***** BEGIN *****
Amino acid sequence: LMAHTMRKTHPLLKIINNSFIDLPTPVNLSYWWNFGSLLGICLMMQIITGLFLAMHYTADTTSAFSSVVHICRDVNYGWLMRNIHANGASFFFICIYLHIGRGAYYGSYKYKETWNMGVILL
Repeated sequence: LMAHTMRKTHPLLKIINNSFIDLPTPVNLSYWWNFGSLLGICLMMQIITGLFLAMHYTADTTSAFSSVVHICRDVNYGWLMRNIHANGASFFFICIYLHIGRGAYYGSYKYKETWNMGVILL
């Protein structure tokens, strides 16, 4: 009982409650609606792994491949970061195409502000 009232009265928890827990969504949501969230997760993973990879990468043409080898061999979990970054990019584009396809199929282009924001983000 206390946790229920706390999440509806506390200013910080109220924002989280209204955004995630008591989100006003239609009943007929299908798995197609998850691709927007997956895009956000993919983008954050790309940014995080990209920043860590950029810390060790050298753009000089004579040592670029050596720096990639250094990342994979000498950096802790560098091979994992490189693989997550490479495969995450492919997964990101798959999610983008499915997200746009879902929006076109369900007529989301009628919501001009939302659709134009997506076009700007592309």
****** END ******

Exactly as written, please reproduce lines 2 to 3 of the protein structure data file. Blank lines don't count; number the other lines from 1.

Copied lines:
Repeated sequence: LMAHTMRKTHPLLKIINNSFIDLPTPVNLSYWWNFGSLLGICLMMQIITGLFLAMHYTADTTSAFSSVVHICRDVNYGWLMRNIHANGASFFFICIYLHIGRGAYYGSYKYKETWNMGVILL
């Protein structure tokens, strides 16, 4: 009982409650609606792994491949970061195409502000 009232009265928890827990969504949501969230997760993973990879990468043409080898061999979990970054990019584009396809199929282009924001983000 206390946790229920706390999440509806506390200013910080109220924002989280209204955004995630008591989100006003239609009943007929299908798995197609998850691709927007997956895009956000993919983008954050790309940014995080990209920043860590950029810390060790050298753009000089004579040592670029050596720096990639250094990342994979000498950096802790560098091979994992490189693989997550490479495969995450492919997964990101798959999610983008499915997200746009879902929006076109369900007529989301009628919501001009939302659709134009997506076009700007592309």